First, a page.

April 7, 2019 : Sacred Rhythms: Bringing my Whole Self Before God
Psalm 139:1-18; 23-24
Theme Verse: “See if there is any wicked way in me and lead me in the way everlasting.” (Psalm 139:24)
Some of us have been so shaped by shame-based family or church systems that we resist entering into deeper levels of self-awareness for fear of being debilitated even further. We counter that resistance with, “But God loves us unconditionally,” and indeed God does. However, we are still inclined to dodge ourselves to avoid the possible pain of shame or rejection. The famed Psalm 139 includes the paradox that we invite God to search and know us even as we acknowledge in the same breath that God already does. As Ruth Barton notes, “This may point to the fact that the real issue in self-examination is not that I am inviting God to know me (since God already does) but that I am inviting God to help me know me.” Becoming more aware of who we’ve been and who we are may be the very best indicator of who we can become yet.
April 14, 2019 : Sacred Rhythms: Recognizing and Responding to the Presence of God
Theme Verse: “They said, ‘The Lord needs it.’” (Luke 19:34)
“Discernment is truly a gift from God, but not one dropped from the skies fully formed. It is a gift cultivated by a prayerful life and the search for self-knowledge.” (Ernest Larkin). There was a lot of discernment going on that first “Palm Sunday.” Everyone close to the Jesus movement knew a big moment was in front of them. Were they ready? Were they committed? If they watched the ‘game film’ of the Palm Parade on Tuesday, would they have wondered if they should have gone about the whole thing differently? The discernment of Jesus was clear. The question for us? Will we cheer or will we curse? How will we recognize and respond to the presence of God?
April 18, 2019 : Sacred Rhythms: The Disruption of Service
Theme Verse: “For I have set you an example, that you also should do as I have done to you.” (John 13:15)
Any musician will tell you that honoring the ‘rests’ are just as important as playing the ‘notes.’ Even so, we are culturally all about the notes and much less interested in the rests. The disciples, ready to party for the Passover and equally ready to act on Jesus’ next move to kingship were taken aback when Jesus essentially says, “Let’s start with the rest.” Amidst betrayal and greed and ignorance, Jesus chooses to serve and suggests we do the same.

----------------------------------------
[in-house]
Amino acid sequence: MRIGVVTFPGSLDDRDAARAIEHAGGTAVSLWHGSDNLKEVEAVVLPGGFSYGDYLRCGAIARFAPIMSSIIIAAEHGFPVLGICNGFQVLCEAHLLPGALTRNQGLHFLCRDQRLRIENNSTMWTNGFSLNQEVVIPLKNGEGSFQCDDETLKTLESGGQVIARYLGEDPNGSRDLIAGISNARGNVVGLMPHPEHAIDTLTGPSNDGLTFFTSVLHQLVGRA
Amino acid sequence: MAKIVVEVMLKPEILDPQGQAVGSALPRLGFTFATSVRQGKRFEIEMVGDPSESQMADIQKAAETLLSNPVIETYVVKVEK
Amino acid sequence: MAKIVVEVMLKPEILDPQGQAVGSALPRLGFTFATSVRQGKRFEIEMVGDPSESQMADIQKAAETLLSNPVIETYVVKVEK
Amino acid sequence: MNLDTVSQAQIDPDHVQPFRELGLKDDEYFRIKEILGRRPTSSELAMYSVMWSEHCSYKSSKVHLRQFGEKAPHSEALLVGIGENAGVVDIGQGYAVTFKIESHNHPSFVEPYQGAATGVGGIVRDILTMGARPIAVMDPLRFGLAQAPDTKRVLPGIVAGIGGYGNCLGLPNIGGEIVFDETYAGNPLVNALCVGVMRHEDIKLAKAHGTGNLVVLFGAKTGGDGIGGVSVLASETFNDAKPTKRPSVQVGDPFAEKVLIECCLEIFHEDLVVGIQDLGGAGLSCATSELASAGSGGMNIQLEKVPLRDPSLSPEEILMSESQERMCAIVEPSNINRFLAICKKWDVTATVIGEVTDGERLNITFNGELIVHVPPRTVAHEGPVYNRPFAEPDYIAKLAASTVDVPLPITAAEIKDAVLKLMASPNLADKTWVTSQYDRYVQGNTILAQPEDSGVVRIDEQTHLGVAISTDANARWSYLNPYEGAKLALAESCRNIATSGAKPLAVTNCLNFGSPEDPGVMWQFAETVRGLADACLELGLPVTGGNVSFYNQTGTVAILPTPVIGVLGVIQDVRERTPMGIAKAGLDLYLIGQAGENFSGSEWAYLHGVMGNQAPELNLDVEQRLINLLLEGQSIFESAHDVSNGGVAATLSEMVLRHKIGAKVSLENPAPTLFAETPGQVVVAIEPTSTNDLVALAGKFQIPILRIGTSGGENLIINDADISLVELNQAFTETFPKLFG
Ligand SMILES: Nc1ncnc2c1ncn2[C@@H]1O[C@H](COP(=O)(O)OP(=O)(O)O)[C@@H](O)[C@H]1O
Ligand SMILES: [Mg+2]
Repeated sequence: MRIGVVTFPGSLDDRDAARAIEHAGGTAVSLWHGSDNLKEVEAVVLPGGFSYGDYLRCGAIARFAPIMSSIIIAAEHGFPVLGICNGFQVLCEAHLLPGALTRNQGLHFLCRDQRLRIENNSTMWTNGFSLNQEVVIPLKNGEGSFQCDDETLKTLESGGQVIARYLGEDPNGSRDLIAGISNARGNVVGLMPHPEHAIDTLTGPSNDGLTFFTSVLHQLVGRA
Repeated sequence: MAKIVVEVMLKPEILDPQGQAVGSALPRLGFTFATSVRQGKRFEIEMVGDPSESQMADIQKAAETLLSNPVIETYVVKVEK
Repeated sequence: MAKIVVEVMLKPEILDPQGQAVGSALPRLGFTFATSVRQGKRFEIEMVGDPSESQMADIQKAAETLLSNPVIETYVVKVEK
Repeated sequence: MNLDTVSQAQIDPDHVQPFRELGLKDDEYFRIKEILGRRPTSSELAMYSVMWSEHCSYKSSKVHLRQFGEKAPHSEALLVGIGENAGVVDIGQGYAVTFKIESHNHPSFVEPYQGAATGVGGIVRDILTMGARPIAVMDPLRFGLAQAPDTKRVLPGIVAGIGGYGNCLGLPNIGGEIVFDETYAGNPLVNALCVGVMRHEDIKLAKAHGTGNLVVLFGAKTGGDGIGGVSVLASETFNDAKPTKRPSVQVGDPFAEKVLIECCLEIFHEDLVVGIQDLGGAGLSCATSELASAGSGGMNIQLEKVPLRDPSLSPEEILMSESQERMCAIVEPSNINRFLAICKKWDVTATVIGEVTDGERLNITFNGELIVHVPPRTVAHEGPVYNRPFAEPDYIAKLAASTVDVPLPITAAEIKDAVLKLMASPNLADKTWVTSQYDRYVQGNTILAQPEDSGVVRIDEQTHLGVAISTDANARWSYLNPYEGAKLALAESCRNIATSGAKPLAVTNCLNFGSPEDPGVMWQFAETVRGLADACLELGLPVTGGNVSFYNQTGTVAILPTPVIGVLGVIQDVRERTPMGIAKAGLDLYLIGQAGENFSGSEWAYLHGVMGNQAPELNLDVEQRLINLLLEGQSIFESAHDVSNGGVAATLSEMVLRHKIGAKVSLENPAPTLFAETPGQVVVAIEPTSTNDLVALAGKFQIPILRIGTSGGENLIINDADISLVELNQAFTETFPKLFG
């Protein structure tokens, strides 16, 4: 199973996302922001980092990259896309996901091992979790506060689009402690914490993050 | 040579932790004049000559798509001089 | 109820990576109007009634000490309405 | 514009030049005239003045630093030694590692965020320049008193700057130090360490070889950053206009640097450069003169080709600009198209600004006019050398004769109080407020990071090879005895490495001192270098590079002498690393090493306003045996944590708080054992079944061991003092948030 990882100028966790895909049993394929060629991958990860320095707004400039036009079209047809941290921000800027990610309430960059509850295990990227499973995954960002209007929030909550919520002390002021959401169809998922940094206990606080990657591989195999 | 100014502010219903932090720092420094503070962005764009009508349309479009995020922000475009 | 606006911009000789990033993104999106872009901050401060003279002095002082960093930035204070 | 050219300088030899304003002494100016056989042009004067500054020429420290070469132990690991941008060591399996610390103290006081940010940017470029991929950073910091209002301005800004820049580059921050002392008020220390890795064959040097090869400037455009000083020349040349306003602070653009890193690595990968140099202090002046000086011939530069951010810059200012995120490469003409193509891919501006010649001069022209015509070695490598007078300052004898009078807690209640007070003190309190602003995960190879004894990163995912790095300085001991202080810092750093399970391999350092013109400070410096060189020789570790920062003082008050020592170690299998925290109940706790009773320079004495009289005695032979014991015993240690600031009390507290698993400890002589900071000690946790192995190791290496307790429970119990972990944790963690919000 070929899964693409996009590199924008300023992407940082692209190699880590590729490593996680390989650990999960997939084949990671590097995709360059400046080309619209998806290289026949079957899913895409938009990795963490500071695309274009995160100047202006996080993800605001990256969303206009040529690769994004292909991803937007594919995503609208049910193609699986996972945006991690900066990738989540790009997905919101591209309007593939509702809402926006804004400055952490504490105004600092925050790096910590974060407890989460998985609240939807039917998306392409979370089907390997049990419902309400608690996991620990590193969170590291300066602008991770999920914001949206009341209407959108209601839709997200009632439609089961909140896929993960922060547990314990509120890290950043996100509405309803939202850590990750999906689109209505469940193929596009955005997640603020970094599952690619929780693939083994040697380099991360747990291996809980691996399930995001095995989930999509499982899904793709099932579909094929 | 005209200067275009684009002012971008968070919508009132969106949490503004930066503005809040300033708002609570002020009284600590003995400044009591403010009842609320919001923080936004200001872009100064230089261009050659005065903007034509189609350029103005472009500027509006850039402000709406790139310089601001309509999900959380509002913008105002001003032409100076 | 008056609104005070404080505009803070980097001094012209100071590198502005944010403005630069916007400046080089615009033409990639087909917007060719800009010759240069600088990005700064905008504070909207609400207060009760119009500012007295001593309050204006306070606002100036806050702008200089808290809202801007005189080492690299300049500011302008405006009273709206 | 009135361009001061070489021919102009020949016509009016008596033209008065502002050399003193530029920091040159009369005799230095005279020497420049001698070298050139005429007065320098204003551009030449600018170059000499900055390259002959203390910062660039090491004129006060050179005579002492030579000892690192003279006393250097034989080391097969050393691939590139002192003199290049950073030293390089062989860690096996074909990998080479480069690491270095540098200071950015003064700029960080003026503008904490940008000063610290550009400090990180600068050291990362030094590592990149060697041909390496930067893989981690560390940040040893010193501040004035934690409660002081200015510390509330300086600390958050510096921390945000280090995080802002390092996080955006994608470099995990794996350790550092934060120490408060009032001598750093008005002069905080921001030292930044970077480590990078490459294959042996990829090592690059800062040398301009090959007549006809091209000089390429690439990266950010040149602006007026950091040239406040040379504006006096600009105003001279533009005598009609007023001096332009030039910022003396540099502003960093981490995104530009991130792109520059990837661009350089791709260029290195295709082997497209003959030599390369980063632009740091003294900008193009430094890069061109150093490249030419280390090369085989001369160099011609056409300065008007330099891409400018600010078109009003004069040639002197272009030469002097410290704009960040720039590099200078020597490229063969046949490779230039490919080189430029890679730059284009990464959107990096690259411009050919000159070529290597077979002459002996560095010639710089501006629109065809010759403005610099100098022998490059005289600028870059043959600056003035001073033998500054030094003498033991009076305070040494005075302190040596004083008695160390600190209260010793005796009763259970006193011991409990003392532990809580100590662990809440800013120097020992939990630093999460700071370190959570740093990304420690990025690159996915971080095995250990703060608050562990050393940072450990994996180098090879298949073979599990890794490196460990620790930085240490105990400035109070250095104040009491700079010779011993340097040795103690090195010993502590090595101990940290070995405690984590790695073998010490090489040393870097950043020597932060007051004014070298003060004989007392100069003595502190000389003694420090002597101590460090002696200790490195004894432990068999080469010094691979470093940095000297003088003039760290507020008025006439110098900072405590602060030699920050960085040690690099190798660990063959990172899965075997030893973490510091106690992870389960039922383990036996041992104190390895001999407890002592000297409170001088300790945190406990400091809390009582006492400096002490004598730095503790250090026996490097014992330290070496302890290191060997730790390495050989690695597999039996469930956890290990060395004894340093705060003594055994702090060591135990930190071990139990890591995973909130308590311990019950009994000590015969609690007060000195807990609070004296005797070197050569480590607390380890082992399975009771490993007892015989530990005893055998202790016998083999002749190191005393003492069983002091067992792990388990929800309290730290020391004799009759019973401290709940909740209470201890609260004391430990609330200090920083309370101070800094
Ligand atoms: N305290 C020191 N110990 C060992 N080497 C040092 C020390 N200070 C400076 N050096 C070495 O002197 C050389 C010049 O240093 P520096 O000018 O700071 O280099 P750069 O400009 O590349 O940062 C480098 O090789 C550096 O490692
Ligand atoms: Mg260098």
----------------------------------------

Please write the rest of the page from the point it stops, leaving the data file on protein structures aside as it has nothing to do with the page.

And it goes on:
April 19, 2019 : Sacred Rhythms: At the Cross
Theme Verse: “It was now about noon, and darkness came over the whole land until three in the afternoon, while the sun’s light failed; and the curtain of the temple was torn in two. Then Jesus, crying with a loud voice, said, “Father, into your hands I commend my spirit.” Having said this, he breathed his last.” (Luke 23:44-46)
A service of darkness including scripture readings and sacred songs surrounding the crucifixion will be shared in a moving and meaningful way by our pastors, congregation and acapella ensemble, Avenue.
April 21, 2019 : Sacred Rhythms: Feel the Rhythm (An Easter Jam)
Theme Verse: “Peter got up, ran to the tomb; stopping and looking in, he saw the linen cloths by themselves; then he went home, amazed at what had happened.” (Luke 24:12)
Rhythm is simply defined as a strong, regular, repeated pattern of movement or sound. Gloria Estefan and the Miami Sound Machine’s “Conga” comes to mind. Rhythm denotes a repeatable pattern and, consistently experienced enough, forms a sustainable base upon which any great song can be built. The Christian song is one of resurrection upon which every other layer of music in our life is built. How is your life adding to this great resurrection song? Thomas Merton writes, “Ask me not where I live or what I like to eat… Ask me what I am living for and what I think is keeping me from living fully for that.” Let every hindrance fall away. Be amazed. Clear your lungs. Breathe deeply. And SING! Christ is risen!